St Neots Priory

A brief history of the Priory at St Neots in Huntingdonshire

Monk at the altar

The Priory of St Neots

Monks praying

 

In the late 900’s two hides of land from Eynesbury where split away, this land was granted by the priory founders Earl Aelric and his wife Aelfleda, creating also the Manor of St Neots. The Priory of St Neots was granted its own lands from Eynesbury in 1113. This caused a large split in the original Eynesbury parish, but let the monks of St Neots Priory form their own lands and tenants into a separate township, which they named St Neots. The newly formed town is first mentioned in the Anglo-Saxon Chronicles of 1156-1157, and mention is also made of St Neots in the Pipe Rolls of 1188. But the final act was its recognition as an ecclesiastical split from the parish of Eynesbury at about 1204, when the church acknowledged its independence.

The River Great Ouse forms the original boundary to the west, where the river first enters the old borough of Huntingdonshire, before flowing due north to the town of Huntingdon. The Hen Brook and Gallow Brook formed parts of the original northern and southern limits. The Priory buildings stood just north of the market place, which still exits today, the town growing up around these two sites. The earliest use of St Neots as a separate parish is in the Pipe Rolls of 1188, and was formally recognised by the church in 1204 on the ecclesiastical splitting of the parishes, almost dividing Eynesbury in two.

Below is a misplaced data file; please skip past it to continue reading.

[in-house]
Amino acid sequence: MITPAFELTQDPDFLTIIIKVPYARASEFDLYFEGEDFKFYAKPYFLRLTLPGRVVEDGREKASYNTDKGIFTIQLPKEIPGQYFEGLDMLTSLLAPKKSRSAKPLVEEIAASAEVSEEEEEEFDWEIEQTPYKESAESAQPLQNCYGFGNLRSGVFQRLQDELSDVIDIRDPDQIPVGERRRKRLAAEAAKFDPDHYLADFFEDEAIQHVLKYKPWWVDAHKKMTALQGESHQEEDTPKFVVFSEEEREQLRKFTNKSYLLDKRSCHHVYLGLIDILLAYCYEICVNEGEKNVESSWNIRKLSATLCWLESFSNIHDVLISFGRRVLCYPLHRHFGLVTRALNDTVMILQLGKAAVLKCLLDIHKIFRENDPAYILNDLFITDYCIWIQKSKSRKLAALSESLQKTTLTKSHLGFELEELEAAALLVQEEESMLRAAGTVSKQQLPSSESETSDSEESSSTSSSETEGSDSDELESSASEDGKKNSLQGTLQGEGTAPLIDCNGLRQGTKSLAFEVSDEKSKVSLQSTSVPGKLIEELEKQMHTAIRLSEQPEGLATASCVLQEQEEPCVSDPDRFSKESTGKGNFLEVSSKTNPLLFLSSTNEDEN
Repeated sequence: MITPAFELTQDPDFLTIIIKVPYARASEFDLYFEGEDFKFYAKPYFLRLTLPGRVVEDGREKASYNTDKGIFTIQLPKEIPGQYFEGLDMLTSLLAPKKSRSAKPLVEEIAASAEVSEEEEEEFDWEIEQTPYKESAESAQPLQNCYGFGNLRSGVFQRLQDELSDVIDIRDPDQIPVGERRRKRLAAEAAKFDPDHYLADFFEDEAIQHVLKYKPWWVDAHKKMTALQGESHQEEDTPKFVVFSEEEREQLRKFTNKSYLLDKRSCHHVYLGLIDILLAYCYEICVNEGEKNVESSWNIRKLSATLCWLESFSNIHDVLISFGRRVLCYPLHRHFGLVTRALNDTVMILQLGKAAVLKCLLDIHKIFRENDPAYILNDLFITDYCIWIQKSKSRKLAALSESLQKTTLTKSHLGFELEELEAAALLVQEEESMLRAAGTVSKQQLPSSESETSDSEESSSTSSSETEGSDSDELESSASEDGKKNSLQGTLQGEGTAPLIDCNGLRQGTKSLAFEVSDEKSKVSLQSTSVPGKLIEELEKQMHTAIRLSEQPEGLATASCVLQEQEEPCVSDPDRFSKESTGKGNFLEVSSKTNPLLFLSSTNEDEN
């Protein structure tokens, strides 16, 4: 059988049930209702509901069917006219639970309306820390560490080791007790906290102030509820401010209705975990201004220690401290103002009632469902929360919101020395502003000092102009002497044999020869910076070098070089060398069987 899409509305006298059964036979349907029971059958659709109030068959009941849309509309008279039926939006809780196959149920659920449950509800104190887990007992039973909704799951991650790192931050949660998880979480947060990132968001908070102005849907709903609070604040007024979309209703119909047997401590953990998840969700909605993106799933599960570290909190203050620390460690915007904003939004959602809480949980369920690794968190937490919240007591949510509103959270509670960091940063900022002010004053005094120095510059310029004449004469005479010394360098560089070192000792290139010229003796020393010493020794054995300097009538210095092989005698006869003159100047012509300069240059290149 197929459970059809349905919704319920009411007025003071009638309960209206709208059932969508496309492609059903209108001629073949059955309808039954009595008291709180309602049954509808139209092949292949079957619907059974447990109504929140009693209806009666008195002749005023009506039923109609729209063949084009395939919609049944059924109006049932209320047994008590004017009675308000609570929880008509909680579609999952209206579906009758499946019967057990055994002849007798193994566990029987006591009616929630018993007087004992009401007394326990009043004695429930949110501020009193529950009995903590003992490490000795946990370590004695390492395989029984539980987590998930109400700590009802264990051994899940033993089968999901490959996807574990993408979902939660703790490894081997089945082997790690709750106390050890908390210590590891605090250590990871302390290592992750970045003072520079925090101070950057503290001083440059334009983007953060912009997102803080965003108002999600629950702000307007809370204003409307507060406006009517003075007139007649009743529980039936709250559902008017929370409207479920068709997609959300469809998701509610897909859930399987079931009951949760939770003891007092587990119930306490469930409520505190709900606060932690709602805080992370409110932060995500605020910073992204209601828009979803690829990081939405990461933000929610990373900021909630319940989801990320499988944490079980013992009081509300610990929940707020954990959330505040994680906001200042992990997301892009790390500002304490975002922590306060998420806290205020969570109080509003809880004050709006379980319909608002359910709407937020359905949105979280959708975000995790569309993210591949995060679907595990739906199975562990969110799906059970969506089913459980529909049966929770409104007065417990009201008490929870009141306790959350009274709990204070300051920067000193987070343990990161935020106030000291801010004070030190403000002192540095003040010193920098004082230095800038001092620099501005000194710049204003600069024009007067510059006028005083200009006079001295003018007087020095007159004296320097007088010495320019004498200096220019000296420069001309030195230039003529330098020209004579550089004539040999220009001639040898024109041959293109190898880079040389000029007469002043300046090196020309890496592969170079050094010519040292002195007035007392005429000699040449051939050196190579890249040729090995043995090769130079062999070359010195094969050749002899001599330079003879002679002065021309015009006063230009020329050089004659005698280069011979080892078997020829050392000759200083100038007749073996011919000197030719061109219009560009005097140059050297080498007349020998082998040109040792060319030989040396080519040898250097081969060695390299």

The officials of the priory also undertook the town government, appointing a bailiff to the town of St Neots and the market. Some burgages (freeholders) are mentioned in the 13th and 14th century, but priory documents show this was short lived, and no form of self-government was attained here, as was the case in near by Huntingdon.

Lay lords, who later succeeded the monks also appointed the officials. The steward, who had been senior office inside the Priory, seems to have become steward of the town and manor of St Neots, but did not continue to control all the former priory lands.

In Circa 1183 Pope Lucius III gave the Priory certain grants on the understanding that they would keep a hospice for the poor. An Alms House referred to in documents dating 1486 and again in a will of 1540 is thought was originally established to conform to the undertaking for a hospice, but at times records show it also had a tenant.

See Who was St Neot?

 

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